Gives me hope that my first novel – which I have started sketching out as a chick-lit mystery set in a Western locale – could have some appeal beyond sage brush country. Hmmm… For now, though, I need to focus on bush flying adventures in Canada’s hinterlands. And how to book a gig in Wawa.

Getting out and about in Green River

My friend, Anna, is visiting me here this week. While we’re both working against major deadlines (me = book; her = finishing up papers and reports for her Master’s in Public Health Policy at the University of Alberta), we needed to get out yesterday.
So we headed “into town” i.e. we crossed the tracks to the north side of Green River to Flaming Gorge Way, the main drag. After parking on the side of the road, we started walking west past the masonic temple. We spotted the local museum – which is free! – and decided to escape the wind for a bit. It was a snowy Monday, so it’s not surprising that we were the only visitors. In fact, the woman behind the counter actually had to turn the lights on for us (yay, they were conserving energy!).

A photo of the Sweetwater County Museum

We wandered the exhibits, reading snippets and chatting about things. We petted the badger pelt, watched a short video on the settling of the region, and got a little frightened of the ventriloquist dolls on display that obviously come to life at night (Chucky has nothing on these things!). Then we headed to the gift shop where they have a great selection of local history books. While I was tempted to get the ones on female homesteaders, bordellos, and various famous wild west outlaws, in the end I settled on Wyoming Ghost Stories: Eerie True Tales by Debra D. Munn and the memoirs of Edward J. Farlow, Wind River Adventures: My Life in Frontier Wyoming. And after chatting with the woman behind the counter, she said I could come by anytime to go through their archives and use their microfilm of old newspapers. Yay! (I’m such a history nerd)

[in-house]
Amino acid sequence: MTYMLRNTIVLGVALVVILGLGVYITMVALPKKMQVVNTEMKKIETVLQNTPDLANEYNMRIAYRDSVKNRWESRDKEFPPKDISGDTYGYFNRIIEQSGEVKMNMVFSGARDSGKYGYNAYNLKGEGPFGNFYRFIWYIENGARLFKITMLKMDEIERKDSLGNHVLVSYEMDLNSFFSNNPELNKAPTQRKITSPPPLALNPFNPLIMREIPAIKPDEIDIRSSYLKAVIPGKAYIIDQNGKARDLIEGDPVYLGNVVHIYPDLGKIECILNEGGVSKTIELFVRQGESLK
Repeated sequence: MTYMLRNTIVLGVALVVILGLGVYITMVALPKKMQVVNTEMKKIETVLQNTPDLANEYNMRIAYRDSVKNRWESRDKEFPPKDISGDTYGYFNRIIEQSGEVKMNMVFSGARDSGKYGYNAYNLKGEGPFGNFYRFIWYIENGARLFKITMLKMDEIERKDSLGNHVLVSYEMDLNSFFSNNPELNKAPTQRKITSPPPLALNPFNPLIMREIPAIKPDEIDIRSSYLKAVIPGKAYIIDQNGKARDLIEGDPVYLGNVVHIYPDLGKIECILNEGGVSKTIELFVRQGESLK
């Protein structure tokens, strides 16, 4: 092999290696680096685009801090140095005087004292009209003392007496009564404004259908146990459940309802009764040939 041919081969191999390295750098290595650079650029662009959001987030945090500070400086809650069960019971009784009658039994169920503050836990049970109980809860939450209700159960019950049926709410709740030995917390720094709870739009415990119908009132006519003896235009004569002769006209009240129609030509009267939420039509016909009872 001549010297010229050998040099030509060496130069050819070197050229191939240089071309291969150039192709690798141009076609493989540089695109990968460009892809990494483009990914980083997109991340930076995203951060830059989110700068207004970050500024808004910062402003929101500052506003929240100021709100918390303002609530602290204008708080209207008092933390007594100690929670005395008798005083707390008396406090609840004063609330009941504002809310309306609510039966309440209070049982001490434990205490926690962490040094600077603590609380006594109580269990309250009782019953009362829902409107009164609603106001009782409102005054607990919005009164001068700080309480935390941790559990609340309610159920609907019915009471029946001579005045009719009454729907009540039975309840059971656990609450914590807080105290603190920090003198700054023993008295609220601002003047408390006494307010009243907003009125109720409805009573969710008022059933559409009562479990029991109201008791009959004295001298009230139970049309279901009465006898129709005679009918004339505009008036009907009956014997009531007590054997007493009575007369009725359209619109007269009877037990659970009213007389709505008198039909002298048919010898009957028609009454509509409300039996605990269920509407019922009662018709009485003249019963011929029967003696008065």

From there we crossed the street to pop into our favourite local bookstore and coffee shop, the Book and Bean. Sarah, a woman about my age, was working and the three of us started talking about local history some more over our coffees. I’m not entirely sure how we got onto the topic, but Sarah informed us that one of the United States’ worst serial killers actually lived and operated in – you guessed it – Green River. Apparently he killed almost 50 young women and it took the authorities decades to track him down and arrest him. Perusing the bookshelves while Sarah helped some other customers, I found a book on the topic: Anne Rule’s Green River, Running Red: The Real Story of the Green River Killer – America’s Deadliest Serial Muderer. Now that I’ve got it home, though, it turns out that this particular Green River was actually in Washington State, not Wyoming as I thought.

Oh well. In any event, true crime, ghost stories, and historical memoirs have always appealed to me. Maybe I’ll do something in that vein once For the Love of Flying is done! For now, though, back to Laurentian Air Services in the 1970s…

© 2011 Danielle Metcalfe-Chenail. All Rights Reserved.